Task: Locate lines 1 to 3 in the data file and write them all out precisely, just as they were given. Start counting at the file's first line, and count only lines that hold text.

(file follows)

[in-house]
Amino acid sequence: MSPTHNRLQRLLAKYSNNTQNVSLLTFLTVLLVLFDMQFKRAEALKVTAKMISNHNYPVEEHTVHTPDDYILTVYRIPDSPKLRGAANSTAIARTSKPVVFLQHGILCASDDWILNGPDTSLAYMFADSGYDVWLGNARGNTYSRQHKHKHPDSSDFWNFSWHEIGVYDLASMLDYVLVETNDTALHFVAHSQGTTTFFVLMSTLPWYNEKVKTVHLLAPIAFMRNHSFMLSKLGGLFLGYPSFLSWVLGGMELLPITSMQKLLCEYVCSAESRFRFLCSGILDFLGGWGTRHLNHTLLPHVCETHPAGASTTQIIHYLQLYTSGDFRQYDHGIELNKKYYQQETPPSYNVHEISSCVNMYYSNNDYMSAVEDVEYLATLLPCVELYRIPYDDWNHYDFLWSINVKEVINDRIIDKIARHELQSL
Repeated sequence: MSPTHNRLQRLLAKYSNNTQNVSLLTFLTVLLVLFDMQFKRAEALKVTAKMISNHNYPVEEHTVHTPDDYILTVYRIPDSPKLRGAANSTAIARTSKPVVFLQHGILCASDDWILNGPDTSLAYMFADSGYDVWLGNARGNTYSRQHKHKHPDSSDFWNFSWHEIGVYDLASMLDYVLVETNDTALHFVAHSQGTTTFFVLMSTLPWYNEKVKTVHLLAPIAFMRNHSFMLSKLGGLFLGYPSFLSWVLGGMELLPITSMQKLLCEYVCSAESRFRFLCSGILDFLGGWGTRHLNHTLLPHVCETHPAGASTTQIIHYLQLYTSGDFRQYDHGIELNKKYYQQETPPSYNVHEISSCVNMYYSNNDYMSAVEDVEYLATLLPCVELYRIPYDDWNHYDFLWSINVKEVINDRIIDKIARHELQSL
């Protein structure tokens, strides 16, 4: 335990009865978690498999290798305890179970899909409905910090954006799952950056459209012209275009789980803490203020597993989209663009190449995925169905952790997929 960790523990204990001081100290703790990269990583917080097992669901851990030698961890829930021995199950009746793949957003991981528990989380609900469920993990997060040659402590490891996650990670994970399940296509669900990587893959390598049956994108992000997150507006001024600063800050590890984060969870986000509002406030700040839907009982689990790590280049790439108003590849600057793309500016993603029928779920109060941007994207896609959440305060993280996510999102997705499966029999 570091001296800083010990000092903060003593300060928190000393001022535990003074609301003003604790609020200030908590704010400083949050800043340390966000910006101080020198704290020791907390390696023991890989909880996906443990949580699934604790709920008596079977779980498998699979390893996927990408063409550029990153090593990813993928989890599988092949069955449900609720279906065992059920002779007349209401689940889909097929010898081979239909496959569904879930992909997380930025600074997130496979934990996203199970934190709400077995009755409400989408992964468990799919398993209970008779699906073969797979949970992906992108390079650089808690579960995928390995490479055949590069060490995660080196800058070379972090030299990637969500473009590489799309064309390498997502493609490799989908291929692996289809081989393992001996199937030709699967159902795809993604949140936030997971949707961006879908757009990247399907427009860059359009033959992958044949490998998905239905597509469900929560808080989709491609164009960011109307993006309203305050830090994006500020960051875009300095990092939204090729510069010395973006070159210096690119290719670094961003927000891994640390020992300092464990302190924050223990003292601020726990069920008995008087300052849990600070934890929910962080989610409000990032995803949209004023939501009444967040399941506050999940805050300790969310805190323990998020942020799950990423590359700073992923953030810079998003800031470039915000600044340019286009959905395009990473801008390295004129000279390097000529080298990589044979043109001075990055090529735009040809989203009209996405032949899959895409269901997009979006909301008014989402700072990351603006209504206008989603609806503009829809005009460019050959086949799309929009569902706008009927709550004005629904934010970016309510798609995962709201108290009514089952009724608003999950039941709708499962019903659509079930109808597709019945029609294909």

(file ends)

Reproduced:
[in-house]
Amino acid sequence: MSPTHNRLQRLLAKYSNNTQNVSLLTFLTVLLVLFDMQFKRAEALKVTAKMISNHNYPVEEHTVHTPDDYILTVYRIPDSPKLRGAANSTAIARTSKPVVFLQHGILCASDDWILNGPDTSLAYMFADSGYDVWLGNARGNTYSRQHKHKHPDSSDFWNFSWHEIGVYDLASMLDYVLVETNDTALHFVAHSQGTTTFFVLMSTLPWYNEKVKTVHLLAPIAFMRNHSFMLSKLGGLFLGYPSFLSWVLGGMELLPITSMQKLLCEYVCSAESRFRFLCSGILDFLGGWGTRHLNHTLLPHVCETHPAGASTTQIIHYLQLYTSGDFRQYDHGIELNKKYYQQETPPSYNVHEISSCVNMYYSNNDYMSAVEDVEYLATLLPCVELYRIPYDDWNHYDFLWSINVKEVINDRIIDKIARHELQSL
Repeated sequence: MSPTHNRLQRLLAKYSNNTQNVSLLTFLTVLLVLFDMQFKRAEALKVTAKMISNHNYPVEEHTVHTPDDYILTVYRIPDSPKLRGAANSTAIARTSKPVVFLQHGILCASDDWILNGPDTSLAYMFADSGYDVWLGNARGNTYSRQHKHKHPDSSDFWNFSWHEIGVYDLASMLDYVLVETNDTALHFVAHSQGTTTFFVLMSTLPWYNEKVKTVHLLAPIAFMRNHSFMLSKLGGLFLGYPSFLSWVLGGMELLPITSMQKLLCEYVCSAESRFRFLCSGILDFLGGWGTRHLNHTLLPHVCETHPAGASTTQIIHYLQLYTSGDFRQYDHGIELNKKYYQQETPPSYNVHEISSCVNMYYSNNDYMSAVEDVEYLATLLPCVELYRIPYDDWNHYDFLWSINVKEVINDRIIDKIARHELQSL